The collapsed DVD and games rental firm Blockbuster is to close 129 of its 528 shops and axe 760 workers in the coming weeks.
Some 31 branches have already been put on notice of closure, according to the company's administrators Deloitte.
The move means the chain is already planning to close a quarter of its branches and make 18% of its workforce redundant.
It was announced just days after the chain went into administration in a run of bad news for the British high street.
There will be fears that this is just the first step in taking apart a company that employs more than 4,000 people in the UK.
Lee Manning, of administrator Deloitte, said: "Having reviewed the portfolio with management, the store closure plan is an inevitable consequence of having to restructure the company to a profitable core which is capable of being sold.
"We would like to thank the company's employees for their support and professionalism during this difficult time. We are also grateful to the customers for their continued support."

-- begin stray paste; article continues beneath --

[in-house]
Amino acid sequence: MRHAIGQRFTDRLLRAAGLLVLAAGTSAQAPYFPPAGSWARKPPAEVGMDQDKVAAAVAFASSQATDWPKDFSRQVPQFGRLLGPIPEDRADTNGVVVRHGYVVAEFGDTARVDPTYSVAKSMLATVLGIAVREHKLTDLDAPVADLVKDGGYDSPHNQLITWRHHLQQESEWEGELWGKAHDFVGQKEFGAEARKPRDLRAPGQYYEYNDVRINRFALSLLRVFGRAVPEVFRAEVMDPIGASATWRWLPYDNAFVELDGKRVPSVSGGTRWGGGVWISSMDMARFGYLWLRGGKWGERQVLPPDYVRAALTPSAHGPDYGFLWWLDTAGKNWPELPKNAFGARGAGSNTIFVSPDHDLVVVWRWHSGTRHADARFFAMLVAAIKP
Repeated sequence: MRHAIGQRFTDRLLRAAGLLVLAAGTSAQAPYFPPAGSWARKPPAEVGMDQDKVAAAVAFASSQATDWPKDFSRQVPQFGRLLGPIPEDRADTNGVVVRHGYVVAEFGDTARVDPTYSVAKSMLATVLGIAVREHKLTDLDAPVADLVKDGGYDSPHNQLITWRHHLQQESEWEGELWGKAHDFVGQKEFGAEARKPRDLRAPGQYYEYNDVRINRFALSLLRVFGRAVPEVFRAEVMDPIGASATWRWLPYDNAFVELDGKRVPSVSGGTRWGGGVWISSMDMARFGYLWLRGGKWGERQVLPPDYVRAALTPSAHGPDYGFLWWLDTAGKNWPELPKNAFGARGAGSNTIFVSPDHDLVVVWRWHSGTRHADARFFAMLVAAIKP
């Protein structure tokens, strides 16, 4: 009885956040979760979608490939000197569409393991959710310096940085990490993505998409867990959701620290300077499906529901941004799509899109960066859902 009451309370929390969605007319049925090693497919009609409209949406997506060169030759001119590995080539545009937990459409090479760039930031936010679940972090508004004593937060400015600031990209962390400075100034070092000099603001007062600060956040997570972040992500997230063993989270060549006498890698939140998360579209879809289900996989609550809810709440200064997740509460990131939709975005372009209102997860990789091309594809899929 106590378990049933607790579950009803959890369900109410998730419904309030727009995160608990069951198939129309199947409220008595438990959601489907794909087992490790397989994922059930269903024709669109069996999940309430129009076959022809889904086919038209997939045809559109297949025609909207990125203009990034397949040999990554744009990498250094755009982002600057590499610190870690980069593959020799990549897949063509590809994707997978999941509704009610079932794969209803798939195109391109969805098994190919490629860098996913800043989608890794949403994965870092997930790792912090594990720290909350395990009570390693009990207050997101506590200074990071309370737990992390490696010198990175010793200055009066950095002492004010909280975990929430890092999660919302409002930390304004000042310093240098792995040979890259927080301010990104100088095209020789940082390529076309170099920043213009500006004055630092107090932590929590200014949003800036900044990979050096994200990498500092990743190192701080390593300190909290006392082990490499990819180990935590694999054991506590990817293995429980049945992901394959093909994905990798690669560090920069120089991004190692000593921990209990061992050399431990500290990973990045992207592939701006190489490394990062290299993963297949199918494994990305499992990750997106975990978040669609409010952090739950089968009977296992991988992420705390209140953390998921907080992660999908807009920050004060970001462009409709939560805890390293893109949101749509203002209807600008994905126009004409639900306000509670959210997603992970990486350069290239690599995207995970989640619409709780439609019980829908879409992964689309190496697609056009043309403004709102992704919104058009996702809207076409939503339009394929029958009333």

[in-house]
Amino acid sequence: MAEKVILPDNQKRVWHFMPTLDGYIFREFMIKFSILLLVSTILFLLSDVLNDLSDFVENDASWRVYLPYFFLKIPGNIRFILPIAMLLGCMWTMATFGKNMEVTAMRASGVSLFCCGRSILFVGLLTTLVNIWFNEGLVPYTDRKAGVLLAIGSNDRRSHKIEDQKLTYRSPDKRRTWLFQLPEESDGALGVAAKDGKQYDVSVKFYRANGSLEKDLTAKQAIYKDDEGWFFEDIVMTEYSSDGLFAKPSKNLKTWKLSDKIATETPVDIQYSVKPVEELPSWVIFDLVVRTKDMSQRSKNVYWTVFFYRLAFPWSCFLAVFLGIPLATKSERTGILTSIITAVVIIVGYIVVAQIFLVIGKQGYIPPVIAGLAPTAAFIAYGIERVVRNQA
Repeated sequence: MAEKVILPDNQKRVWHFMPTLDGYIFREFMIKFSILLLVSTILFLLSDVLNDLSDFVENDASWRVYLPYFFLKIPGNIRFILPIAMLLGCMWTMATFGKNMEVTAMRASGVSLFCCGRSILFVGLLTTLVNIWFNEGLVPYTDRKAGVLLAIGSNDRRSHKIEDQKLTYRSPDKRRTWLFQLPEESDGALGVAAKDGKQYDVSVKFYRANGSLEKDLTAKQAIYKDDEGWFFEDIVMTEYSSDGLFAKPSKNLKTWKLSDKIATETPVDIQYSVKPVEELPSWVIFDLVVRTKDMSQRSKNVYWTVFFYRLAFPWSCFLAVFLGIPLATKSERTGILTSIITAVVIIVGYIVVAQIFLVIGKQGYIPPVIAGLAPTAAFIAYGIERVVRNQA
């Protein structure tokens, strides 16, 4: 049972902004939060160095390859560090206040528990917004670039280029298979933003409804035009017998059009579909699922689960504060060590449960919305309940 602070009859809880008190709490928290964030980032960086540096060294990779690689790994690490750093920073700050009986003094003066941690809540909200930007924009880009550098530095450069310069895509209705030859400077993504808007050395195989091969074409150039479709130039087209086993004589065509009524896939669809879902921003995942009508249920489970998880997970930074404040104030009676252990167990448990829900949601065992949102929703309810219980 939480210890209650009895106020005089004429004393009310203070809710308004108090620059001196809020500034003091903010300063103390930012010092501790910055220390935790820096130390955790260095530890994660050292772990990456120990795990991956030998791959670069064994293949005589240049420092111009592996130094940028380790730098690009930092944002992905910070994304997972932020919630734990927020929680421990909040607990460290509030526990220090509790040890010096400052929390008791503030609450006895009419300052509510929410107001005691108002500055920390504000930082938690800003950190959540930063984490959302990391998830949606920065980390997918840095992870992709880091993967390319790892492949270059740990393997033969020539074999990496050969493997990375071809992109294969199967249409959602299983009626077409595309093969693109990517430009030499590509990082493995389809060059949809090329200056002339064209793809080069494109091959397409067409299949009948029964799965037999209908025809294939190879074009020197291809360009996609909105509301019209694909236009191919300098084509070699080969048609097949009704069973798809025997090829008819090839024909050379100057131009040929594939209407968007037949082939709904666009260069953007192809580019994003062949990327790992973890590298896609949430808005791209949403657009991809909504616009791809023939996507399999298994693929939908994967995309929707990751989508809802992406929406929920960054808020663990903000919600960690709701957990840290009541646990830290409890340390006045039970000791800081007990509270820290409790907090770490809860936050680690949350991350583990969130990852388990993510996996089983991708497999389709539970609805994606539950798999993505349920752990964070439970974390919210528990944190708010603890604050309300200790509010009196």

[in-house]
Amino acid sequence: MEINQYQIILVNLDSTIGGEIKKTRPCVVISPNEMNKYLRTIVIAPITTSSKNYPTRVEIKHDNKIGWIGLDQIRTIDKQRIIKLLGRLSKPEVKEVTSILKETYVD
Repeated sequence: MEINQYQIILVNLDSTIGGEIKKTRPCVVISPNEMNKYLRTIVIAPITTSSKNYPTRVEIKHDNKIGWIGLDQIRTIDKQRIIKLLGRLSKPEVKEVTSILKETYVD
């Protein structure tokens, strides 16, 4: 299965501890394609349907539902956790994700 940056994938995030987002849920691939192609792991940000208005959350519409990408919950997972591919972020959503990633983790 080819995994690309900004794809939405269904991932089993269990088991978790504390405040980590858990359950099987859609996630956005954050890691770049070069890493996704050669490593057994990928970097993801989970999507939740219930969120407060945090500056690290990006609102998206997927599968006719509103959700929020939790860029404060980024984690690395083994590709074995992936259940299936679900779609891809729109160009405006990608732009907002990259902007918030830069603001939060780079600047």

An employee helpline and an "employee assistance programme" have been set up to help staff find other jobs.
The firm's trading woes were blamed on competition from internet firms and digital streaming of movies and games.
Blockbuster had struggled to adapt to the changing market and rivalry from internet retailers including Netflix (NasdaqGS: NFLX - news) , Amazon's LoveFilm and iTunes, which now offers a movie rental service.
Its collapse came after its own plans to break into film-streaming appeared to stall in recent months.
It follows the demise of camera chain Jessops and electricals group Comet, which also blamed competition from online players for their downfall.
Just a day before Blockbuster went into administration, the music and entertainment chain HMV went under following dismal Christmas sales.
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